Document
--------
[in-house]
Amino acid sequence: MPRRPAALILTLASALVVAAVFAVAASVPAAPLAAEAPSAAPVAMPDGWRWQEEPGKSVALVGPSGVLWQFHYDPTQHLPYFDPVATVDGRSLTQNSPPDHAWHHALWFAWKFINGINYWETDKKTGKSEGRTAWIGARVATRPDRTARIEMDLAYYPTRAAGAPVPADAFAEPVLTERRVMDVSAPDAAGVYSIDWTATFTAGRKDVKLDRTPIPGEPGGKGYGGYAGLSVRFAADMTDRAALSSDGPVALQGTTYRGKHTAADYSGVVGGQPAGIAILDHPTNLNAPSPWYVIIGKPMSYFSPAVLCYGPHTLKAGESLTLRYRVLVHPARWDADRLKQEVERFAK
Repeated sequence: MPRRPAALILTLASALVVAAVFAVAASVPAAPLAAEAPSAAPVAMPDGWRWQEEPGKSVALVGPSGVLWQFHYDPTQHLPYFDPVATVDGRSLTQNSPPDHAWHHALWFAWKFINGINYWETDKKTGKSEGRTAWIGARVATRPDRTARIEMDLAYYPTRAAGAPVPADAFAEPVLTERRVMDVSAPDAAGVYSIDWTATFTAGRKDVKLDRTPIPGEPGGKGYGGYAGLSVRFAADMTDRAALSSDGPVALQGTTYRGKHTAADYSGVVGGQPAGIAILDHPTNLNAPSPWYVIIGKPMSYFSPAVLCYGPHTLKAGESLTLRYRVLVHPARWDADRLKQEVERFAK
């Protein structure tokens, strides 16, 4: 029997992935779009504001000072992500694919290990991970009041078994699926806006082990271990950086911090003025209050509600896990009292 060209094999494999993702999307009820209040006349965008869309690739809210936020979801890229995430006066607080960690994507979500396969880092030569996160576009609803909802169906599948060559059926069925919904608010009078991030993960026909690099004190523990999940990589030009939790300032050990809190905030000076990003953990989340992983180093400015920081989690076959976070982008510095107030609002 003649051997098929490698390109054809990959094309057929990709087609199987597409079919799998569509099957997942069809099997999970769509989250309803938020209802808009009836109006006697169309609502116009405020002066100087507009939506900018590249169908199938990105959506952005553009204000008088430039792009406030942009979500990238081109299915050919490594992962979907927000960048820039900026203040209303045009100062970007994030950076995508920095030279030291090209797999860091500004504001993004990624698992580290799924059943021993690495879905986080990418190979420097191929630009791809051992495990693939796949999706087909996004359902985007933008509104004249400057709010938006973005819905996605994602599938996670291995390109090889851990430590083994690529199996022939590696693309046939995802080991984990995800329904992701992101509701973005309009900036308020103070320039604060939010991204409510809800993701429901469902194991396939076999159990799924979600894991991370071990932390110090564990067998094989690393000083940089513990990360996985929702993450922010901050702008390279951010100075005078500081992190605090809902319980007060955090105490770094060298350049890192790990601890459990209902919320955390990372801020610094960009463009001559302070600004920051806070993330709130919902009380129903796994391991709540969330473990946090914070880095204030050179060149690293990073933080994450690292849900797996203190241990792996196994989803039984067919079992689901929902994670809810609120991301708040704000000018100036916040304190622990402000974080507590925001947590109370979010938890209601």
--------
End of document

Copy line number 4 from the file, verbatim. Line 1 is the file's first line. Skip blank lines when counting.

């Protein structure tokens, strides 16, 4: 029997992935779009504001000072992500694919290990991970009041078994699926806006082990271990950086911090003025209050509600896990009292 060209094999494999993702999307009820209040006349965008869309690739809210936020979801890229995430006066607080960690994507979500396969880092030569996160576009609803909802169906599948060559059926069925919904608010009078991030993960026909690099004190523990999940990589030009939790300032050990809190905030000076990003953990989340992983180093400015920081989690076959976070982008510095107030609002 003649051997098929490698390109054809990959094309057929990709087609199987597409079919799998569509099957997942069809099997999970769509989250309803938020209802808009009836109006006697169309609502116009405020002066100087507009939506900018590249169908199938990105959506952005553009204000008088430039792009406030942009979500990238081109299915050919490594992962979907927000960048820039900026203040209303045009100062970007994030950076995508920095030279030291090209797999860091500004504001993004990624698992580290799924059943021993690495879905986080990418190979420097191929630009791809051992495990693939796949999706087909996004359902985007933008509104004249400057709010938006973005819905996605994602599938996670291995390109090889851990430590083994690529199996022939590696693309046939995802080991984990995800329904992701992101509701973005309009900036308020103070320039604060939010991204409510809800993701429901469902194991396939076999159990799924979600894991991370071990932390110090564990067998094989690393000083940089513990990360996985929702993450922010901050702008390279951010100075005078500081992190605090809902319980007060955090105490770094060298350049890192790990601890459990209902919320955390990372801020610094960009463009001559302070600004920051806070993330709130919902009380129903796994391991709540969330473990946090914070880095204030050179060149690293990073933080994450690292849900797996203190241990792996196994989803039984067919079992689901929902994670809810609120991301708040704000000018100036916040304190622990402000974080507590925001947590109370979010938890209601």